• Havlin, J.L. & Soltanpour, P.N. 1980 A nitric acid plant tissue digest method for use with inductively coupled plasma spectrometry Commun. Soil Sci. Plant Anal. 11 969 980

    • Search Google Scholar
    • Export Citation
  • Huang, C.-Y. & Schulte, E.E. 1985 Digestion of plant tissue for analysis by ICP emission spectroscopy Commun. Soil Sci. Plant Anal. 16 943 958

  • Jones, A. 1977 Heritabilities of seven sweet potato root traits J. Amer. Soc. Hort. Sci. 102 440 442

  • Jones, A. 1986 Sweetpotato heritability estimates and their use in breeding Hort. Sci. 21 14 17

  • Liang, L. 1982 The inheritance of crude starch percentage and its correlation with root yield and other traits in sweet potatoes Chiayi Agr. Expt. Sta. Taiwan Agr. Res. Inst. Natl. Sci. Council Monthly 10 765 772

    • Search Google Scholar
    • Export Citation
  • Long, J.K., Bänziger, M. & Smith, M.E. 2004 Diallel analysis of grain iron and zinc density in southern-African adapted maize hybrids Crop Sci. 44 2019 2026

    • Search Google Scholar
    • Export Citation
  • Mason, J.B., Lotfi, M., Dalmiya, N., Sethuraman, K. & Dietchler, M. 2001 The micronutrient report: Current progress and trends in the control of vitamin A, iodine, and iron deficiencies International Development Research Centre Ottawa 19 Sept. 2007 <http://www.micronutrient.org/resources/publications/mn_report.pdf>.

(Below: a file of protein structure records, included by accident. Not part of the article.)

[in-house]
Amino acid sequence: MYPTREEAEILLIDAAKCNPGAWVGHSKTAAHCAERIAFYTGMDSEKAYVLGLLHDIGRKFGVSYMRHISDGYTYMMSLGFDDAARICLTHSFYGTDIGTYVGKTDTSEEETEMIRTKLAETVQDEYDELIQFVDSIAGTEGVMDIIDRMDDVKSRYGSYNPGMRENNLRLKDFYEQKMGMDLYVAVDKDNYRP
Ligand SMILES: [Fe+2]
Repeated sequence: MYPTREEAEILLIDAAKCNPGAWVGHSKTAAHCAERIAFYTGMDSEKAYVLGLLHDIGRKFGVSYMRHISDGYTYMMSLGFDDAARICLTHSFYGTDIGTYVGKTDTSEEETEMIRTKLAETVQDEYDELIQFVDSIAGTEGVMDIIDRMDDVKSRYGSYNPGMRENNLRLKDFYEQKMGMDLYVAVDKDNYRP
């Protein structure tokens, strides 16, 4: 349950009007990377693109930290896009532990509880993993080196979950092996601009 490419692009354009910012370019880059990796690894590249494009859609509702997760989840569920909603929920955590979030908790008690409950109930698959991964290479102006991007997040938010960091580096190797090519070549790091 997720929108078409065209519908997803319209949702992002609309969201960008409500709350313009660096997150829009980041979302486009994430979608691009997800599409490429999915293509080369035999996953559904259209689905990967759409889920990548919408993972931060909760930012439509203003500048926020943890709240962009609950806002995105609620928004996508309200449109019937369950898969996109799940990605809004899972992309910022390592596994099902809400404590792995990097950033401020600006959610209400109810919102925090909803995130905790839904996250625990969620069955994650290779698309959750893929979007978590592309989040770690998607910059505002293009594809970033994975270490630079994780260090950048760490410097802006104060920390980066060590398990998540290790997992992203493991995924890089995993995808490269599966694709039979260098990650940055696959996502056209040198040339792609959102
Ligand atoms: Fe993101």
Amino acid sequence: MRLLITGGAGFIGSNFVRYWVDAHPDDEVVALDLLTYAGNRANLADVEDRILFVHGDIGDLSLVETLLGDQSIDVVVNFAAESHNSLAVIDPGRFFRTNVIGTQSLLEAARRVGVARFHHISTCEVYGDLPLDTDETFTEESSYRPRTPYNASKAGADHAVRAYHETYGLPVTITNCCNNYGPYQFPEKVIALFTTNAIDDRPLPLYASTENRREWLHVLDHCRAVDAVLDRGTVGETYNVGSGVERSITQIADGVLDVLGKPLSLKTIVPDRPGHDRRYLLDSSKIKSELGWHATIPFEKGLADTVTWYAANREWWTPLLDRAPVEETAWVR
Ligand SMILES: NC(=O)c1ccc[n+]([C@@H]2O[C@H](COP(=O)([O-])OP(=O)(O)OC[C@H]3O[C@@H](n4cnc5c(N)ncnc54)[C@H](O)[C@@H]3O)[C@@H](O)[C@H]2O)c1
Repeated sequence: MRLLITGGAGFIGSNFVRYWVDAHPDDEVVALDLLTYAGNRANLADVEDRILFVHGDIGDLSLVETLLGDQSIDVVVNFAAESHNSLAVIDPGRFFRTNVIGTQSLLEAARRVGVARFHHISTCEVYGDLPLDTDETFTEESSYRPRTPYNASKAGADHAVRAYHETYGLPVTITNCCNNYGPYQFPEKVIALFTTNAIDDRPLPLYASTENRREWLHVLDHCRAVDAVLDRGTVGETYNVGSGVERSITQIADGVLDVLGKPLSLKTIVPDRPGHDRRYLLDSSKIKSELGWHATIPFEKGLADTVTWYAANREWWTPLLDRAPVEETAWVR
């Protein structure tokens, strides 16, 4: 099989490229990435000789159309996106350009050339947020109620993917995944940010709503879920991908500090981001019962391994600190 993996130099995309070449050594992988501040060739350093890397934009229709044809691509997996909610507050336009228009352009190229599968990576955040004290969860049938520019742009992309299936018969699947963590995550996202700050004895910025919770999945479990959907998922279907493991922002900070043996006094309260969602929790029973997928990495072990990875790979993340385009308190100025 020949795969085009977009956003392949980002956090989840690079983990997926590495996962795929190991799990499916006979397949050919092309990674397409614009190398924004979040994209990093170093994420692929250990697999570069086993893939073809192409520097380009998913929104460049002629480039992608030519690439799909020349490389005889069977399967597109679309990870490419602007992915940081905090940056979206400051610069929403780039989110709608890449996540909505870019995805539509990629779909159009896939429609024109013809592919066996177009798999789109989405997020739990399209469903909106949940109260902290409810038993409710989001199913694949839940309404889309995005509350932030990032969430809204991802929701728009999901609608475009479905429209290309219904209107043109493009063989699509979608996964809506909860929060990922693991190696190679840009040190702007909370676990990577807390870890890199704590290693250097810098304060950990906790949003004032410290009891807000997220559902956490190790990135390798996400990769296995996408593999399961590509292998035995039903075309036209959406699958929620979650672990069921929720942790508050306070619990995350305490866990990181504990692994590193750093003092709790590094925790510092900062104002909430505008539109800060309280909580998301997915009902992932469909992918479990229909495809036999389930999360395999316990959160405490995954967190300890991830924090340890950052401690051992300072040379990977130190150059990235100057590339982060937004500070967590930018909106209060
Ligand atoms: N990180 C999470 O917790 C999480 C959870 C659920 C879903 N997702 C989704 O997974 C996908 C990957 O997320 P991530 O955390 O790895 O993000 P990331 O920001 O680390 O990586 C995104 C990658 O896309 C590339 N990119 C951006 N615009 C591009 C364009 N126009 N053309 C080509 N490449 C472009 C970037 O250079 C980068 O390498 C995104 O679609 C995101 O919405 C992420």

• Search Google Scholar
    • Export Citation
  • Norbotten, A., Loken, E.B. & Rimestad, A.H. 2000 Sampling of potatoes to determine representative values for nutrient content in a national food composition table J. Food. Compos. Anal. 13 369 377

    • Search Google Scholar
    • Export Citation
  • Pfeiffer, W.H. & McClafferty, B. 2007 Biofortification: Breeding micronutrient-dense crops 61 91 Kang M. & Priyadarshan P.M. Breeding major food staples Blackwell Publishing Oxford, UK

    • Search Google Scholar
    • Export Citation
  • Reddy, B.V.S., Ramesh, S. & Longvah, T. 2005 Prospects of breeding for micronutrients and β-carotene-dense sorghums ISMN 46 10 14

  • van Jaarsveld, P.J., Faber, M., Tanumihardjo, S.A., Nestel, P., Lombard, C.J. & Spinnler Benade’, A.J. 2005 β-carotene-rich orange-fleshed sweet potato improves the vitamin A status of primary school children assessed with the modified-relative-dose-response test Amer. J. Clin. Nutr. 81 1080 1087

    • Search Google Scholar
    • Export Citation
  • Woolfe, J.A. 1992 Sweetpotato: An untapped food resource Cambridge University Press New York, NY

All Time Past Year Past 30 Days
Abstract Views 0 0 0
Full Text Views 203 48 8
PDF Downloads 140 55 12